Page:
Are Air Plants the Same Thing As Succulents?

Find out their similarities and differences

Are Air Plants the Same Thing As Succulents?

Air plants and succulents have become constant favorites for plant lovers. Their peculiar appearance makes them very special and adds an alluring tone to any home style. Besides, they need minimal maintenance to survive, which makes them ideal for those without green thumbs. However, many people mix up the two varieties.

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Air plants are not the same as succulents. Succulents are plants with puffy or juicy parts, while air plants are a specific genre with spiky leaves. The most significant difference is that air plants absorb their nutrients from the air and spray watering, but succulents live and feed on the soil.

In this article, you will find out more about the differences between the two varieties, including their appearance and species. You will also learn what type of environment each plant needs to survive and thrive. 

air plants vs succulents

Air Plants vs. Succulents

Air plants are a small family of plants that get most of their nutrients from the surrounding air, as opposed to soil. These greens circle their scrawny little roots around any hanging surface to gain stability and use their leaves to soak up any nutrients they can find. 

They mostly live on the brushwoods, cliffs, beams, housewalls, and even electric wires. That is why they are often used as decorative pieces.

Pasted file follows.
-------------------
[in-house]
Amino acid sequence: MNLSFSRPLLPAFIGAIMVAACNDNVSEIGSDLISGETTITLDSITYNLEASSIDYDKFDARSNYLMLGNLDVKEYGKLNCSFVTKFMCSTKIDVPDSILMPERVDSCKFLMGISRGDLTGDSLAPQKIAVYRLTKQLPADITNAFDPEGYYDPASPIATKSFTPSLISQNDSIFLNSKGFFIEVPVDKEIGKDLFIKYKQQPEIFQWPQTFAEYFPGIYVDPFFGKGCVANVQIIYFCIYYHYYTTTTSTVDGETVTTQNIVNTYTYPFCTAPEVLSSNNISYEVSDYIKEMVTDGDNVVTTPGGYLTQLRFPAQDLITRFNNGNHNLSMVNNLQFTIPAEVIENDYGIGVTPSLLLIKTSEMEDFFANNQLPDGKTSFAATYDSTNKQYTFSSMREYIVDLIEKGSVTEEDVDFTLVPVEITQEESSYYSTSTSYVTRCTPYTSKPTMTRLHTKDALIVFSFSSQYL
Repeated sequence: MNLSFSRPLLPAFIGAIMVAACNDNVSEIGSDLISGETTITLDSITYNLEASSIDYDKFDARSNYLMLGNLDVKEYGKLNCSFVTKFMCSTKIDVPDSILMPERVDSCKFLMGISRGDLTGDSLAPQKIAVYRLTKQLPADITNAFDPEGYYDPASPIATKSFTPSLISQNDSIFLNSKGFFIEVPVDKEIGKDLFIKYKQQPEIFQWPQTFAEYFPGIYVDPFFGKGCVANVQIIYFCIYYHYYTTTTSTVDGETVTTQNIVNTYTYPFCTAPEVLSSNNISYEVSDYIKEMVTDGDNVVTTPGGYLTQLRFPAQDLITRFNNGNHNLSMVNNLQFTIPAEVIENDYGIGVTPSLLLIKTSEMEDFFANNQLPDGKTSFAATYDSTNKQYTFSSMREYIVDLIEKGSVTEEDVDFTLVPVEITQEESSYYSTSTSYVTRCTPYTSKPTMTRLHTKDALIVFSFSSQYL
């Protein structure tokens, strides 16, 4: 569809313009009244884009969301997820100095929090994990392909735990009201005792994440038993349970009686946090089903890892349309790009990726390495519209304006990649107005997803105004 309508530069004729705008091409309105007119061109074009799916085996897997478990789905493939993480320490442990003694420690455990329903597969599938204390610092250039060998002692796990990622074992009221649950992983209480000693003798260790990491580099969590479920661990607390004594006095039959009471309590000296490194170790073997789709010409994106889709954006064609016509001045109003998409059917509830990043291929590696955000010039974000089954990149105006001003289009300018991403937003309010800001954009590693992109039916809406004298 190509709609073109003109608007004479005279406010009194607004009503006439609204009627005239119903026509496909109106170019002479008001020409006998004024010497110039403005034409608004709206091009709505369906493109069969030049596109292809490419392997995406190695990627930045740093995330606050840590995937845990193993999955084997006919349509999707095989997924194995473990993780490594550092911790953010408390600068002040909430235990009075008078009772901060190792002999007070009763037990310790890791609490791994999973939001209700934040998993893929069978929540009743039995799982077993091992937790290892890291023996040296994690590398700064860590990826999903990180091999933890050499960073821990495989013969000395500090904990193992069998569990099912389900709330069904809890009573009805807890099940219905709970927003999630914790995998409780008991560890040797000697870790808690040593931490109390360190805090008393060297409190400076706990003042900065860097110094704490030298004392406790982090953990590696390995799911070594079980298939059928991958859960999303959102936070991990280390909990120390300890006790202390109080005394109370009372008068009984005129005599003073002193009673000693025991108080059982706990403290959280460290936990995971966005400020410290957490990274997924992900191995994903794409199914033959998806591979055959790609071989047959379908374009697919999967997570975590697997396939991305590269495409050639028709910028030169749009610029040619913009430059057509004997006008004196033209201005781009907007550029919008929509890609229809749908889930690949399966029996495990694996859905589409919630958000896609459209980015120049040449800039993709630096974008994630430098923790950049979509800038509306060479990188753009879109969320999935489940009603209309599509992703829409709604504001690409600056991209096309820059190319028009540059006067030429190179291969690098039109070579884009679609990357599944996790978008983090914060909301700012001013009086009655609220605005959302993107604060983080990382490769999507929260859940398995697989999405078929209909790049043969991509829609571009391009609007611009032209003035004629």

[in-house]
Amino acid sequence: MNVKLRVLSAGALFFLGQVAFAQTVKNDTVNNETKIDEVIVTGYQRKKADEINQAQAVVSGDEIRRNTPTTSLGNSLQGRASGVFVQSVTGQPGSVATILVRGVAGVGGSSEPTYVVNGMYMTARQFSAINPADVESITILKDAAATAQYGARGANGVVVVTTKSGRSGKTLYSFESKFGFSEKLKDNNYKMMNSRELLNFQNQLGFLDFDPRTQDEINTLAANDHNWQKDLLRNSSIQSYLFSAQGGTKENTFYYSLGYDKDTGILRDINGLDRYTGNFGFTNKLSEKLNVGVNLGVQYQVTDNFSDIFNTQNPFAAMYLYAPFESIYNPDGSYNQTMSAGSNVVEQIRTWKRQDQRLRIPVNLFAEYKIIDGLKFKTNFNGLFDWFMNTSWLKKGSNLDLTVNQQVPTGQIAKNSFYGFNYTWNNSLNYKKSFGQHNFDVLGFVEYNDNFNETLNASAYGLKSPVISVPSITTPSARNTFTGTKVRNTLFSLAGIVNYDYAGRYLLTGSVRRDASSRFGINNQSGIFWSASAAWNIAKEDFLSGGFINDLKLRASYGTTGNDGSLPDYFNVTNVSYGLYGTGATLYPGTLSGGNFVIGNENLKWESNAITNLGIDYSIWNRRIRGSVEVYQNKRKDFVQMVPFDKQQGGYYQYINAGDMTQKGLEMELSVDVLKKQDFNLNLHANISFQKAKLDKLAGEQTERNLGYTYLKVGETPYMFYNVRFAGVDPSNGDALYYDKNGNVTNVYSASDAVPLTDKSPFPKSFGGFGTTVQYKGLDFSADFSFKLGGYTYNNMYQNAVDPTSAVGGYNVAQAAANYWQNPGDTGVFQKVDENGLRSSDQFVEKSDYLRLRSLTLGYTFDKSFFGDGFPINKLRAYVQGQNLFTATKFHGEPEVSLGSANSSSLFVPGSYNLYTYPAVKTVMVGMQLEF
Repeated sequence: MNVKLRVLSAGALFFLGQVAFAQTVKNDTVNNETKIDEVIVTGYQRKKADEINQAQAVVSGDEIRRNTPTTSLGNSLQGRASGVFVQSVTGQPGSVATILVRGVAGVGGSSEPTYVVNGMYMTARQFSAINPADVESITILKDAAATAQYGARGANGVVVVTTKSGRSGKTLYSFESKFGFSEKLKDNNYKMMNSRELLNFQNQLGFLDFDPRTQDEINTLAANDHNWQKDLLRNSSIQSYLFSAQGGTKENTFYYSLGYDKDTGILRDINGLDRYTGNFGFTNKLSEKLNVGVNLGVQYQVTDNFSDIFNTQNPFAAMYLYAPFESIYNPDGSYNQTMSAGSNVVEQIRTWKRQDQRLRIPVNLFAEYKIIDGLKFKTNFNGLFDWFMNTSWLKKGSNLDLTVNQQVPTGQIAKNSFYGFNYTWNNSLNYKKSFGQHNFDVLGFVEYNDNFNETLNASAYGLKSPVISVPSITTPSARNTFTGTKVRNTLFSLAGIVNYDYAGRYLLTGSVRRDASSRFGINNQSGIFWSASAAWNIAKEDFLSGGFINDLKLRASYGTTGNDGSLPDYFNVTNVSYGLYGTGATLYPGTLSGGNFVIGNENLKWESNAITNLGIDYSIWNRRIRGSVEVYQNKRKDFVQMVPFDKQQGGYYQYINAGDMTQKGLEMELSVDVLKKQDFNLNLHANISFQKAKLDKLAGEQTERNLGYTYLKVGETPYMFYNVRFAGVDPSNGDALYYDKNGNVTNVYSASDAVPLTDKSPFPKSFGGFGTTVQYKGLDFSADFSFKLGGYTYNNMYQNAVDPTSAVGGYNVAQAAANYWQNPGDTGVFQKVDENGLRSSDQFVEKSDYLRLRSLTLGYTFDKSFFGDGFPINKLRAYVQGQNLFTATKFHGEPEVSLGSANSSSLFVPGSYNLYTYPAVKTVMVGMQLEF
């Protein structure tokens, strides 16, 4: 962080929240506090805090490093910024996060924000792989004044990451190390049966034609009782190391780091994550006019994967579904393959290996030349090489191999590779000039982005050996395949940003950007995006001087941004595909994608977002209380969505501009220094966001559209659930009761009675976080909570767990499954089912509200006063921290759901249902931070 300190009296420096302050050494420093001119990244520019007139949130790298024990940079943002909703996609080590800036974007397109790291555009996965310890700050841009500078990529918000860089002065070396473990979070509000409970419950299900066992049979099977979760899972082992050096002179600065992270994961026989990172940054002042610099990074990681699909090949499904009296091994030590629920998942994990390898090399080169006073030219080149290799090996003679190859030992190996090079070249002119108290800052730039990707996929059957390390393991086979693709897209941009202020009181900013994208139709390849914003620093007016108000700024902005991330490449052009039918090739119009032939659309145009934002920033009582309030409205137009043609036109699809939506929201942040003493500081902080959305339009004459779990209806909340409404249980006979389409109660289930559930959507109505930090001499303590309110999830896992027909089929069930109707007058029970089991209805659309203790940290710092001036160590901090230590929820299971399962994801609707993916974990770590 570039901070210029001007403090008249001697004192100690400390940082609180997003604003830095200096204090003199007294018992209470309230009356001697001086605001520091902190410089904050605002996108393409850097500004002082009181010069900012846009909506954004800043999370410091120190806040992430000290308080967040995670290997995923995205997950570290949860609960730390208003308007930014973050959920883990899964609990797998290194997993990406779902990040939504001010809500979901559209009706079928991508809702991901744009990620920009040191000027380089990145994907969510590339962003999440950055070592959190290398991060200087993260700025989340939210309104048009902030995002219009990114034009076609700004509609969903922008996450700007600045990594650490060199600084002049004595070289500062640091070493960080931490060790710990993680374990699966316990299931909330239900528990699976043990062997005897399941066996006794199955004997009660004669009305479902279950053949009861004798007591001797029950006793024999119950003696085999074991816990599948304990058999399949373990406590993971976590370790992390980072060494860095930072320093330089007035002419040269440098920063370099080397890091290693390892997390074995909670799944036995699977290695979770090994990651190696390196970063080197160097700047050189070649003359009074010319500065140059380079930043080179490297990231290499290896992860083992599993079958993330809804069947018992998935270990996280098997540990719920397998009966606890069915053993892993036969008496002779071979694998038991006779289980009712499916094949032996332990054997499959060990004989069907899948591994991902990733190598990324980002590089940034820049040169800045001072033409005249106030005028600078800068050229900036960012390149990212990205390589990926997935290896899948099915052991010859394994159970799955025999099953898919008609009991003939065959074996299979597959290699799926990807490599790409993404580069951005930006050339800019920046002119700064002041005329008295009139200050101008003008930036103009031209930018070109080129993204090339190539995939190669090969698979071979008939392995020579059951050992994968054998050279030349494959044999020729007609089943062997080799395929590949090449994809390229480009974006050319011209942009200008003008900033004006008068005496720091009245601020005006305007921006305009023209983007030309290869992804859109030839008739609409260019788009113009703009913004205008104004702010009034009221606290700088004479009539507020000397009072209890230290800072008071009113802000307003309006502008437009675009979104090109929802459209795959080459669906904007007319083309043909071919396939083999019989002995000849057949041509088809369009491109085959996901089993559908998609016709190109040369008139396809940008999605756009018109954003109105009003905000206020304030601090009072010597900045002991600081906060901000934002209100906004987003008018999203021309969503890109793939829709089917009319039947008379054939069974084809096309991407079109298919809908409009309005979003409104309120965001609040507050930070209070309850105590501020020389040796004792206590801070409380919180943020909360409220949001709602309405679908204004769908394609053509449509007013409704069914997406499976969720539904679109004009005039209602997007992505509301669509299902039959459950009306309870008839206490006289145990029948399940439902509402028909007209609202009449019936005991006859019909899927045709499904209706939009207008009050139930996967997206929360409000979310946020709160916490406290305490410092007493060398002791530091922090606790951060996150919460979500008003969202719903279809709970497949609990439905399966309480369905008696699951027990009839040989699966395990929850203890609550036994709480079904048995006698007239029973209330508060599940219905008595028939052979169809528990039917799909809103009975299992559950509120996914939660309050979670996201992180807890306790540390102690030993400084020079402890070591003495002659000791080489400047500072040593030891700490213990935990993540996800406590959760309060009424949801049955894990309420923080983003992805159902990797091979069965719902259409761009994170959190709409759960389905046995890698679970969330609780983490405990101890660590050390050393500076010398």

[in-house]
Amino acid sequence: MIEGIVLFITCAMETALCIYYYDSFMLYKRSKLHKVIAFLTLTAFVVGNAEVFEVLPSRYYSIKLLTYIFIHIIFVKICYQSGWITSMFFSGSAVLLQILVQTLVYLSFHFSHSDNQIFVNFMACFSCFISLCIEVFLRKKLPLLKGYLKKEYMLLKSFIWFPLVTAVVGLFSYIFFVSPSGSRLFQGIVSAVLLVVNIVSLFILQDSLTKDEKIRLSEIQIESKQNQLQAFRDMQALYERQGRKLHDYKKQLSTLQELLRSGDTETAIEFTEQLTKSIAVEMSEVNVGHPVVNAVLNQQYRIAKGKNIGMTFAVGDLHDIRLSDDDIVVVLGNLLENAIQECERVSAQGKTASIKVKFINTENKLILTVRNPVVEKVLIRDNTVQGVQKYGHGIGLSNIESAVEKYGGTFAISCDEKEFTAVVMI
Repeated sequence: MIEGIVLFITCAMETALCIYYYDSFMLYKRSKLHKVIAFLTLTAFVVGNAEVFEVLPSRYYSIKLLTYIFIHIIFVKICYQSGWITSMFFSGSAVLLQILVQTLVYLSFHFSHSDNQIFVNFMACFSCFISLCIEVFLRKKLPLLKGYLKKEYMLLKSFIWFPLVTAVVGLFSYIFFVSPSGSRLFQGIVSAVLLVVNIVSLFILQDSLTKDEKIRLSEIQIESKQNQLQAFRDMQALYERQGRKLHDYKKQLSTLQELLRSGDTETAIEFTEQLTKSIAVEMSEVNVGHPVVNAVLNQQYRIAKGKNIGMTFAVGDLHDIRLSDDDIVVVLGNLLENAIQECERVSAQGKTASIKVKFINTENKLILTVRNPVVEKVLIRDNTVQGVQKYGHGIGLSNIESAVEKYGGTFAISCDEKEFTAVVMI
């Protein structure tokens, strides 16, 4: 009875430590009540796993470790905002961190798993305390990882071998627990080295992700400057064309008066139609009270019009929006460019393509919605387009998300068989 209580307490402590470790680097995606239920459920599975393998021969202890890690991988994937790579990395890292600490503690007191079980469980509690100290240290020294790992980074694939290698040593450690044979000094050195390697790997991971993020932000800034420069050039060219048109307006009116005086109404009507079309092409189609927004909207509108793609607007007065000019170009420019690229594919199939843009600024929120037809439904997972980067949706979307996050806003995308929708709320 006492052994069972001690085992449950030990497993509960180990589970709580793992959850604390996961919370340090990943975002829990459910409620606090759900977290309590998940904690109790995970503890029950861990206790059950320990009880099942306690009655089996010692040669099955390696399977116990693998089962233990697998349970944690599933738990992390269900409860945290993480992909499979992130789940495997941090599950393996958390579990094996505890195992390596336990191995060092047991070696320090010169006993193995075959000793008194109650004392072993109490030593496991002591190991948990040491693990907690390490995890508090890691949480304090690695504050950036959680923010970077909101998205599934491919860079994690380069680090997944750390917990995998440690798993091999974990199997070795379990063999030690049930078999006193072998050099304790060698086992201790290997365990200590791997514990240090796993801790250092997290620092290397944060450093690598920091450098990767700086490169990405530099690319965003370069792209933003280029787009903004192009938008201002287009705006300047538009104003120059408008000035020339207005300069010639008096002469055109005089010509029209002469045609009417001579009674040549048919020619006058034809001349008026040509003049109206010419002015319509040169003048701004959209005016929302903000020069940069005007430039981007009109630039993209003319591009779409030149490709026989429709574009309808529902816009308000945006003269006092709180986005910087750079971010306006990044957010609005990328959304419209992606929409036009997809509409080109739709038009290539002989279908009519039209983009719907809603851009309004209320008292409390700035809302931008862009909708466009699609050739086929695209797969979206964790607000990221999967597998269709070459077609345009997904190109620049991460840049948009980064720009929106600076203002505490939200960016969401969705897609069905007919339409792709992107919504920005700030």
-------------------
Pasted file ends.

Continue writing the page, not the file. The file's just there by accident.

Succulents, on the other hand, are soil-based plants that thrive in a pod or garden, just like any other tree or flower. Besides, they are much more versatile compared to air plants.

Another difference is in terms of appearance. While succulents have thick, flesh-like leaves, air plants have spiky tendrils with a feathery appearance.  

The scientific name of air plants is Tillandsia because they are members of the Tillandsia genus, but “air plant” sounds like a good nickname for their air-dependent nature. 

Air Plants vs. Succulents Species

The Tillandsia genus belongs to the bromeliad kind—a group of monocot flowering plants, with pineapple as its most popular variety. This genus includes nearly 650 species. Some of them are as small as the 0.5-inch ionantha, and others can be as tall as the seven-foot butzii.

Here are the most common types of air plants:

  • T. ionantha: With its vibrant silver leaves and purple flowers, ionantha is the most popular air plant species. It turns into a beautiful red color before it produces any offsets.
  • T. cyanea: Also known as the pink quill plant, this type of Tillandsia is unique because it can grow both in the soil and through the air. It has pink or purple bracts with pointed needle leaves and grows no more than 12 inches. 
  • T. aeranthos bergeri: This is a low-maintenance air plant that blooms blue and pink flowers with prickly patterns. Some people also call it mad puppers.
  • T. tectorum: This one has hairy trichomes on its leaves, resembling the shape of a snowball. Although it is a bit more expensive than other species, the T. tectorum can add a unique tone to your yard, sunroom, or patio.
  • Click here, to see where I like to buy air plants.

Unlike air plants, succulents do not belong to a specific genus. Instead, you can find one or more species of succulents within different plant families. More specifically, any plant with swollen watery leaves can fall into the succulents category, no matter if it is a Cactus, Yuccas, Agave, or even Dogbane.

Here is a brief list of the most common succulent species:

  • Aloe Plants: This is a familiar succulent with spiky leaves. Aloe Black Beauty, Aloe Crosby’s Prolific, Aloe Doran Black, and Aloe Helskloof Bells are among the most beautiful ones.
  • Aeonium: These succulents appear in spoon-shaped leaves and multiple colors. They can also grow red, pink, yellow, or white flowers in warm seasons.
  • Jade plant: Also known as the money plant, the jade plant looks like a small tree with miniature egg-shaped leaves and woody branches.

How to Grow Air Plants vs. Succulents